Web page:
A little less than a year ago, after many years focused on agriculture, I started a new and exciting role with the World Bank covering sustainable development across Africa. But while the scope of my work is new, many of the factors driving the challenges in the region are not. For example, urbanization, population growth, and climate change, to name a few, can lead to both food insecurity and disaster risk.
About 90% of all disasters in Africa are weather and climate driven and in West and Central Africa, more than 1 million people are affected by floods each year. In the last rainy season alone, nearly 2 million people were affected by floods, and more than 500,000 were displaced.
It's only going to get more complicated. Africa's population is projected to double by 2030, and its urban population is projected to grow to more than 1.2 billion by 2050, testing urban resilience of existing cities and those, yet to be built. The poorest will most likely will be hit hardest, as it is expected By 2030, up to 118 million extremely poor people in Africa, living on less than $1.25 a day, will be exposed to increasingly extreme and unpredictable weather conditions such as cyclones, drought, floods, and extreme heat.
Right now, the Bank is partnering with countries all across the continent to meet these challenges, supporting investments in urban resilience in 49 projects in 26 countries over the past year. For example, the Greater Accra Resilient and Integrated Development Project aims at improving flood risk management and solid waste management in the Odaw River Basin, with US $200 million worth of financing.
But last fall, I also got to see something different entirely. There is a vibrant community bringing together the latest in science and technology to help us deepen our understanding of risks, so we can act more effectively.
I was lucky to be part of the Understanding Risk West and Central Africa Conference (URWCA). Understanding Risk, or "UR", is a global community of nearly 10,000 experts and practitioners collaboratively building the future of disaster risk management through the creation, communication, and use of disaster risk information. Held in Abidjan in late November, URWCA was the first UR conference in the region, et la première en français.
At the conference, I was exposed to many new ideas, technologies, and actions that people were taking throughout the region. And with nearly 600 experts and practitioners from across the DRM spectrum, representing 45 countries (including 33 in Africa), there was endless room for discovery.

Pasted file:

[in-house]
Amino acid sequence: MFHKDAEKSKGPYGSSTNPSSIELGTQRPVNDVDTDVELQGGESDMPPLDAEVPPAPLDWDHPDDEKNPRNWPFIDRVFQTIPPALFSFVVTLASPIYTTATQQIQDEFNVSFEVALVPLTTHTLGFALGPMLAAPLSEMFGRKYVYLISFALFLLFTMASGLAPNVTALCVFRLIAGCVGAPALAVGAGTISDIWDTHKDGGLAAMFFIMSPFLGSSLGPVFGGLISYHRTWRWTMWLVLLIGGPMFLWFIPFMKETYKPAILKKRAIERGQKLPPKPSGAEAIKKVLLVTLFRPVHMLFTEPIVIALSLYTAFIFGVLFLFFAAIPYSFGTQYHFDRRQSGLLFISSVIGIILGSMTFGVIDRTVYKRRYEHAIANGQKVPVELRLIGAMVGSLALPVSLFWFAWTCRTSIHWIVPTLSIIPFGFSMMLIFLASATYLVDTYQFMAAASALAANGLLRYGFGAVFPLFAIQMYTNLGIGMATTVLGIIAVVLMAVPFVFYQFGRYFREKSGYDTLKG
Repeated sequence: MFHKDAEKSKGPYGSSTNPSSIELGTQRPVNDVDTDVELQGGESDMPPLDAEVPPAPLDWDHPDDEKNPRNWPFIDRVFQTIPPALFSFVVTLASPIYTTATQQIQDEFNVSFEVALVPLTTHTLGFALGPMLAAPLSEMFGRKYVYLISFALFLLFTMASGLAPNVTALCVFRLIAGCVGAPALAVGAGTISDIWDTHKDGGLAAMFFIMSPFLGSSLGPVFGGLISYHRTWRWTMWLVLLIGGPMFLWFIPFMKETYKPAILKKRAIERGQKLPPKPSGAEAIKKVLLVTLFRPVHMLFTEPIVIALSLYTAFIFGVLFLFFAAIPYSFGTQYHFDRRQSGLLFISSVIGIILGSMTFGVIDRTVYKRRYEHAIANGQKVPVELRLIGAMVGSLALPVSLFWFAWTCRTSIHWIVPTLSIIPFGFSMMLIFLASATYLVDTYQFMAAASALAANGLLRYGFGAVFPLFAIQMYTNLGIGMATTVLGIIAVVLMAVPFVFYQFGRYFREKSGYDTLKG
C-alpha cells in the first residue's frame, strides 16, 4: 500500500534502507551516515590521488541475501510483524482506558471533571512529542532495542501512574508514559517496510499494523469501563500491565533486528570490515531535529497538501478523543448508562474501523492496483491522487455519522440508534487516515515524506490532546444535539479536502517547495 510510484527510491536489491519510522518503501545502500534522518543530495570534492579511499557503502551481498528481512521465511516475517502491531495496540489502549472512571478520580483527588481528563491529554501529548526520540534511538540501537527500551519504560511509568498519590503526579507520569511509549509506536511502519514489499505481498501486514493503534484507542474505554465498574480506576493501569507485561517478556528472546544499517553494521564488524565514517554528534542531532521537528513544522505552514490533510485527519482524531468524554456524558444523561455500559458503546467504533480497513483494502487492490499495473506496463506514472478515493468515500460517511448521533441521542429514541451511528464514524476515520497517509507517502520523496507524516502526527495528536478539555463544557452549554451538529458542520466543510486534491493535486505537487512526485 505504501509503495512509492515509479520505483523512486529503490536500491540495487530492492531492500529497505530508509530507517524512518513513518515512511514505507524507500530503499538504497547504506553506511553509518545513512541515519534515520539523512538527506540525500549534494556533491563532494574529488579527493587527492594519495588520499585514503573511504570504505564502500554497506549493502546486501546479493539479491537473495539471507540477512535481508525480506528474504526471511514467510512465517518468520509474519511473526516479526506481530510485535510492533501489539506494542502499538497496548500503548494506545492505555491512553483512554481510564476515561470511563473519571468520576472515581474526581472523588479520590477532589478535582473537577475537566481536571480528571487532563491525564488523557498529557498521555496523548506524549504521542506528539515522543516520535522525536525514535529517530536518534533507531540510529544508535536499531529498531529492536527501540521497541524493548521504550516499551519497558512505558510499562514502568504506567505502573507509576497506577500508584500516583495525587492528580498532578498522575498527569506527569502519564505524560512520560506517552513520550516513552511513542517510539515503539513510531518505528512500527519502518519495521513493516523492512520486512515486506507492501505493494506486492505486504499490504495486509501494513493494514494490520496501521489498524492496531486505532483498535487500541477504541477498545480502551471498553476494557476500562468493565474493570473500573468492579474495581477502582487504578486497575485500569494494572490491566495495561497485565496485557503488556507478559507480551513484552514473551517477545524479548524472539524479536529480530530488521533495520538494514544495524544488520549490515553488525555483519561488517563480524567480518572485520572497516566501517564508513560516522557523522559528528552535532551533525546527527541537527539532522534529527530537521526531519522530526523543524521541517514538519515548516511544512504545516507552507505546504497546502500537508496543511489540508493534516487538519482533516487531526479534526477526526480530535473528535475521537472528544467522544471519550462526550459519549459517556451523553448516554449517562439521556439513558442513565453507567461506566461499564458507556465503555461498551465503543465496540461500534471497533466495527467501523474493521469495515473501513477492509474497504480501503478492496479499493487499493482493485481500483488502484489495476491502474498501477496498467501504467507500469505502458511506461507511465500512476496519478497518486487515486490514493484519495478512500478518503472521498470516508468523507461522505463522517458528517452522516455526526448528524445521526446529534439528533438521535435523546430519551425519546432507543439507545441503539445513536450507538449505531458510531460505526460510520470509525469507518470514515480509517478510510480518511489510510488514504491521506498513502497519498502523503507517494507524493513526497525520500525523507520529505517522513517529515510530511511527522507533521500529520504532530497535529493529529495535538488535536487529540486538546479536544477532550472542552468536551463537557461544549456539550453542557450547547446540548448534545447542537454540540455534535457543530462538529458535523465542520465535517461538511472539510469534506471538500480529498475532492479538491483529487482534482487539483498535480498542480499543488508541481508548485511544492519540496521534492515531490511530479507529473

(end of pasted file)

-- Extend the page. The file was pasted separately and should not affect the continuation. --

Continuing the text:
For instance, participants from Douala, Cameroon shared how they were using fluctuations in radio signals on the mobile phone networks to improve their early warnings system. Others from Dakar, Brazzaville, and Freetown gave examples of ways that community-based, "bottom-up" approaches to disaster-risk planning have led to more inclusive and sustainable resilience planning. And for the last two days, we had direct collaboration with the Africa OpenStreetMap community for State of the Map Africa, where we explored ways that open source geospatial technology, open data, and participatory mapping can be used to improve all kinds of resilience building efforts.
Just as important as the learning were the new connections and partnerships that were made. All around me, people were exchanging ideas and contacts, spontaneously looking for new ways to combine concepts to inform new life-saving interventions.
Since then, the world has experienced the threat of a global pandemic and we have seen in the past months that many members of the UR community are strongly concerned to direct their skills toward finding solutions. The Humanitarian OpenStreetMap Team (HOT) and Mapillary are helping to provide governments and responders with basic data needs. They have urged their community to map from home, and issued Rapid Response Microgrants to make sure, vulnerable populations are not left out of responders’ maps.
The German Aerospace Center (DLR) has generously provided new satellite data sets that the World Bank is using with its partners for analyzing contagion risk hotspots in dense, low-income neighborhoods of African cities. Governments are leveraging the local drone capacity for their sanitation measures, as Flying Labs Burkina Faso has helped monitoring closings of large markets in Ouagadougou. And urban development oriented NGO’s, such as UrbaSen are on the frontlines of raising awareness among urban residents and helping to provide them with basic necessities.
The ability of these practitioners and citizens to adapt to new challenges is astonishing. I encourage you to get involved and experience the UR community for yourself. If you missed the URWCA in Abidjan check out the conference proceedings and the highlight video! I promise you, you will want to be part of the next UR global conference, originally scheduled for this May, that will be held this November. I hope that many of those who took part in Côte d'Ivoire will be able to attend as well and contribute to an even bigger exchange of ideas and perspectives. You can learn more about the conference and register by visiting the UR2020 website. Register today and prepare to be inspired!